State House

South Carolina’s Judicial Reform Movement Makes Limited Progress

Incremental impact shows just how hard it will be to pull off real, lasting change in South Carolina …

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South Carolina’s Senate unanimously approved a “judicial reform” bill this week, although the measure contained precious little in the way of actual reform – and faces an uncertain future in the S.C. House of Representatives, where status quo leaders seem especially wedded to the Palmetto State’s corrupt method of judicial selection.

My media outlet has been leading the charge over the last few years for substantive reform of this badly broken system – citing the pervasive injustice of a judicial branch in which powerful lawyer-legislators screen judges, elect judges and set their salaries and office budgets.

Oh, and then argue cases in front of them … or worse, do backroom deals with them.

Does that sound like an independent judiciary to you? Of course not … because it isn’t.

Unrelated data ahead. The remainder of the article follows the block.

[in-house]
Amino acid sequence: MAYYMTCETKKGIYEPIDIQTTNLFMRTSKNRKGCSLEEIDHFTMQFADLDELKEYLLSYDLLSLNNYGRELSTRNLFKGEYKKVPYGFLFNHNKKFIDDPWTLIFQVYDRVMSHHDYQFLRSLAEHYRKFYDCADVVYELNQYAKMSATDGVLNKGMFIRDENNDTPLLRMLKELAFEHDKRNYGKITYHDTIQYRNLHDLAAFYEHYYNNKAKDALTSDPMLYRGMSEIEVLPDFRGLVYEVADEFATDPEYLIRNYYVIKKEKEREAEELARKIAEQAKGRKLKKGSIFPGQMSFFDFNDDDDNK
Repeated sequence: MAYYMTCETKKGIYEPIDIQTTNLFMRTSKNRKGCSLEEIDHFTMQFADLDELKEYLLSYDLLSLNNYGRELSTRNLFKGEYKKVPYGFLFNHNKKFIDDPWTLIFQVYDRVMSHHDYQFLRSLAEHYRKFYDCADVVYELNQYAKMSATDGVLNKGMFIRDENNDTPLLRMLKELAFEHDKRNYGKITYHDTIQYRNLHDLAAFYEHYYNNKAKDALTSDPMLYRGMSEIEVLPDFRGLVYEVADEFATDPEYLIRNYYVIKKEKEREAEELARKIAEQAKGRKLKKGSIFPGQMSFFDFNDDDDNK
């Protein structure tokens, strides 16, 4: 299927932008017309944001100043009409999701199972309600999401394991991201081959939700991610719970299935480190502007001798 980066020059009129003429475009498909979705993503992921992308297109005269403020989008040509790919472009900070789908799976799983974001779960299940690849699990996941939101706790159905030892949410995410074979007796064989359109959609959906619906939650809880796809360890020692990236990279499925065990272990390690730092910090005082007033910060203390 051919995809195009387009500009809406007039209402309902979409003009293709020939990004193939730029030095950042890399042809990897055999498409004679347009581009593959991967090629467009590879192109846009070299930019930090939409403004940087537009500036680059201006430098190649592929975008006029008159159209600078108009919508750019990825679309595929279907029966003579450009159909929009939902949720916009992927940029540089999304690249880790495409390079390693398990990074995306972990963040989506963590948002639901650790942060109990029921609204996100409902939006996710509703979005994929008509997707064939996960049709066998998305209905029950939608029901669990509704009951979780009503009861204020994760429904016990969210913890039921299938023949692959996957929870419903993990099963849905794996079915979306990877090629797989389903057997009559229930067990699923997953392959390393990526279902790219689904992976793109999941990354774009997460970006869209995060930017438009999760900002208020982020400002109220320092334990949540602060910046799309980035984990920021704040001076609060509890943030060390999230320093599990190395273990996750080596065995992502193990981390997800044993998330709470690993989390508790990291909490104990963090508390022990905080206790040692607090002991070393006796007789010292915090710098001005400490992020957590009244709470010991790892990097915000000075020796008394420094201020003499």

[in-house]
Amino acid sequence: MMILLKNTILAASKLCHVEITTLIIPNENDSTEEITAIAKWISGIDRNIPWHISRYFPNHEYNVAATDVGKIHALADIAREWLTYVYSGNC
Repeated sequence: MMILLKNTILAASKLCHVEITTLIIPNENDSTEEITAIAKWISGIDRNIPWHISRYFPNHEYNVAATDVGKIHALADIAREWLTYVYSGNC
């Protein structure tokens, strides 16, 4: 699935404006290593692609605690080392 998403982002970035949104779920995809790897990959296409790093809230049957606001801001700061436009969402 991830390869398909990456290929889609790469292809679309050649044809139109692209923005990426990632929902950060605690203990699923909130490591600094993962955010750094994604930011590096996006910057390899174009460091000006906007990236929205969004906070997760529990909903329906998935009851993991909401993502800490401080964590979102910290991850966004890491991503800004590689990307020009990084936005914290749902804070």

South Carolina is one of only two states in America in which lawmakers picks judges. That process is led by the JMSC, a shady screening committee dominated by a handful of powerful lawyer-legislators. These political attorneys routinely reap the rewards of their influence over this process – receiving preferential treatment on behalf of their clients at the expense of judicial integrity.

This inherently unfair system has enabled institutional corruption, shredded the rights of victims, empowered violent criminals and materially eroded public safety. It has also turned the judiciary into little more than a political annex of the legislature – a problem which is getting worse, not better.